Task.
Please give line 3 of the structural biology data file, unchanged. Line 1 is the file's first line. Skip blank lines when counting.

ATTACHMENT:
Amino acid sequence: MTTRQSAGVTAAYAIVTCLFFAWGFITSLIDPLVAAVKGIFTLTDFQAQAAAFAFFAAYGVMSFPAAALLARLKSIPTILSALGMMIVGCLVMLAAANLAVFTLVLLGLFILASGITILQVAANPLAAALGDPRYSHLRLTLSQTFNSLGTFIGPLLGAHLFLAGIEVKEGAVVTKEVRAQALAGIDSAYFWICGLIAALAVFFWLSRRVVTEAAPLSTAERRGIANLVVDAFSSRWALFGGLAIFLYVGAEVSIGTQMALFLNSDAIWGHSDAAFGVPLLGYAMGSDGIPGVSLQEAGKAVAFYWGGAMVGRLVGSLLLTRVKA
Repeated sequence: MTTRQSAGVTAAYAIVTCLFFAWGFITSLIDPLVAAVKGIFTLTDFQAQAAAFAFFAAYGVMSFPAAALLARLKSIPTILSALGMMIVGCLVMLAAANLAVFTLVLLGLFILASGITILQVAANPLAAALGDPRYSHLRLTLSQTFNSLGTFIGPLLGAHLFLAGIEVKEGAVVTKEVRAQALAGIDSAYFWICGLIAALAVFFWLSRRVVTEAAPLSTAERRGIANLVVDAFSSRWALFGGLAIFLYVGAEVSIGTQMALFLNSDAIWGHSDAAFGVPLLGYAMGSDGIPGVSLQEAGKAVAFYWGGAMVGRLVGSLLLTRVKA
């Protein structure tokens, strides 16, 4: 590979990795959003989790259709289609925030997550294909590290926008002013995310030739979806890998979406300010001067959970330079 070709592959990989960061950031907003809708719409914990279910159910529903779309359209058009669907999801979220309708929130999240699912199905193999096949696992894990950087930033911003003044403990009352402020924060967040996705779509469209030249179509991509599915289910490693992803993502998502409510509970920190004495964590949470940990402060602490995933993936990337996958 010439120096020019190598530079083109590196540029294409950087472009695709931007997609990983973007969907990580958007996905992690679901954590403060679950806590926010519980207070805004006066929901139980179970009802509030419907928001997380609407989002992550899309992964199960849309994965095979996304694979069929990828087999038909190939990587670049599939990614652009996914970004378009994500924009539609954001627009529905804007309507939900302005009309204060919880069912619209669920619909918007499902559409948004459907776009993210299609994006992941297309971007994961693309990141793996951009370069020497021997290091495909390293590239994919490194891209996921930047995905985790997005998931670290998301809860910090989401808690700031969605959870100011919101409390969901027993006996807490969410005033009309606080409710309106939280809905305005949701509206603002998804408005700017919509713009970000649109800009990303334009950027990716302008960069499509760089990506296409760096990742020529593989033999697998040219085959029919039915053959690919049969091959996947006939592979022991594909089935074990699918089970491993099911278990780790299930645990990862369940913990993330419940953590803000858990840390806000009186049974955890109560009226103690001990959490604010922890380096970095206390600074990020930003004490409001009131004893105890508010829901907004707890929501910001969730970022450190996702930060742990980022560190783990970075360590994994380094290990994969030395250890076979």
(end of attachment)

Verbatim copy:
């Protein structure tokens, strides 16, 4: 590979990795959003989790259709289609925030997550294909590290926008002013995310030739979806890998979406300010001067959970330079 070709592959990989960061950031907003809708719409914990279910159910529903779309359209058009669907999801979220309708929130999240699912199905193999096949696992894990950087930033911003003044403990009352402020924060967040996705779509469209030249179509991509599915289910490693992803993502998502409510509970920190004495964590949470940990402060602490995933993936990337996958 010439120096020019190598530079083109590196540029294409950087472009695709931007997609990983973007969907990580958007996905992690679901954590403060679950806590926010519980207070805004006066929901139980179970009802509030419907928001997380609407989002992550899309992964199960849309994965095979996304694979069929990828087999038909190939990587670049599939990614652009996914970004378009994500924009539609954001627009529905804007309507939900302005009309204060919880069912619209669920619909918007499902559409948004459907776009993210299609994006992941297309971007994961693309990141793996951009370069020497021997290091495909390293590239994919490194891209996921930047995905985790997005998931670290998301809860910090989401808690700031969605959870100011919101409390969901027993006996807490969410005033009309606080409710309106939280809905305005949701509206603002998804408005700017919509713009970000649109800009990303334009950027990716302008960069499509760089990506296409760096990742020529593989033999697998040219085959029919039915053959690919049969091959996947006939592979022991594909089935074990699918089970491993099911278990780790299930645990990862369940913990993330419940953590803000858990840390806000009186049974955890109560009226103690001990959490604010922890380096970095206390600074990020930003004490409001009131004893105890508010829901907004707890929501910001969730970022450190996702930060742990980022560190783990970075360590994994380094290990994969030395250890076979």